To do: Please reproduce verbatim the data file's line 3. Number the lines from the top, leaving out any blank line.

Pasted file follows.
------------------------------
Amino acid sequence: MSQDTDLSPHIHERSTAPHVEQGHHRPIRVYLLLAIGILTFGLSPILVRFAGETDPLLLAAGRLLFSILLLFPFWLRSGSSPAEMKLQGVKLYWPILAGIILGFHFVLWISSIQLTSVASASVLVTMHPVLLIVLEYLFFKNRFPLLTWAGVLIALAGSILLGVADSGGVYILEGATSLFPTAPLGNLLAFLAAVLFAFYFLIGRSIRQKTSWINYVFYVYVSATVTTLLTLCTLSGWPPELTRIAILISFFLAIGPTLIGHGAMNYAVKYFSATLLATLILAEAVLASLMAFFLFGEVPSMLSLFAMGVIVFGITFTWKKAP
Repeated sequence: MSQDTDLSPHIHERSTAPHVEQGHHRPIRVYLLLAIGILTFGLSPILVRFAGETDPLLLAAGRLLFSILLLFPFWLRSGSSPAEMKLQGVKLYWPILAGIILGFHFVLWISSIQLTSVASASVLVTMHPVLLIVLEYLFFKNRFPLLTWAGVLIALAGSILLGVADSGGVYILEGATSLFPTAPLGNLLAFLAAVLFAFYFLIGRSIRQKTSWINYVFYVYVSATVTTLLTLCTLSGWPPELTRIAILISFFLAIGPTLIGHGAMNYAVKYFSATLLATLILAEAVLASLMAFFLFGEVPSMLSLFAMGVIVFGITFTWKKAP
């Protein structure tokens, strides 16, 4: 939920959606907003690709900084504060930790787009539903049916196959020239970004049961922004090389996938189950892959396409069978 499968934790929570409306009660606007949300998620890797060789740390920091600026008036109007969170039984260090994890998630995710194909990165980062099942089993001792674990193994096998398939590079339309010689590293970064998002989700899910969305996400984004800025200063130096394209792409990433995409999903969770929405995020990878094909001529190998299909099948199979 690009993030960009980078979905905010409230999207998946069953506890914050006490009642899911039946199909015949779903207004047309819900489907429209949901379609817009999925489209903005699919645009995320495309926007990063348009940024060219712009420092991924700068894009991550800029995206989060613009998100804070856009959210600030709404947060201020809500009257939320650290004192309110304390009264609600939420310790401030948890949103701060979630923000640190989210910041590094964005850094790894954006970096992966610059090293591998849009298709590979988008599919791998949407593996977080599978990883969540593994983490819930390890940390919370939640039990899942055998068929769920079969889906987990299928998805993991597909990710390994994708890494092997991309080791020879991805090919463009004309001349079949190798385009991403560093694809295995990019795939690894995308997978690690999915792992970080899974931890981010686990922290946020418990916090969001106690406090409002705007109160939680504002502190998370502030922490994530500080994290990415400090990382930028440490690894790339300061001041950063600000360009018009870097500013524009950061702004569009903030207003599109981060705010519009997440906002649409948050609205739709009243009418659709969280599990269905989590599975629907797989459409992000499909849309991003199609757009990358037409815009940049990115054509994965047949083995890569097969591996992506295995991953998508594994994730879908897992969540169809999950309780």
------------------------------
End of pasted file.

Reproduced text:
């Protein structure tokens, strides 16, 4: 939920959606907003690709900084504060930790787009539903049916196959020239970004049961922004090389996938189950892959396409069978 499968934790929570409306009660606007949300998620890797060789740390920091600026008036109007969170039984260090994890998630995710194909990165980062099942089993001792674990193994096998398939590079339309010689590293970064998002989700899910969305996400984004800025200063130096394209792409990433995409999903969770929405995020990878094909001529190998299909099948199979 690009993030960009980078979905905010409230999207998946069953506890914050006490009642899911039946199909015949779903207004047309819900489907429209949901379609817009999925489209903005699919645009995320495309926007990063348009940024060219712009420092991924700068894009991550800029995206989060613009998100804070856009959210600030709404947060201020809500009257939320650290004192309110304390009264609600939420310790401030948890949103701060979630923000640190989210910041590094964005850094790894954006970096992966610059090293591998849009298709590979988008599919791998949407593996977080599978990883969540593994983490819930390890940390919370939640039990899942055998068929769920079969889906987990299928998805993991597909990710390994994708890494092997991309080791020879991805090919463009004309001349079949190798385009991403560093694809295995990019795939690894995308997978690690999915792992970080899974931890981010686990922290946020418990916090969001106690406090409002705007109160939680504002502190998370502030922490994530500080994290990415400090990382930028440490690894790339300061001041950063600000360009018009870097500013524009950061702004569009903030207003599109981060705010519009997440906002649409948050609205739709009243009418659709969280599990269905989590599975629907797989459409992000499909849309991003199609757009990358037409815009940049990115054509994965047949083995890569097969591996992506295995991953998508594994994730879908897992969540169809999950309780």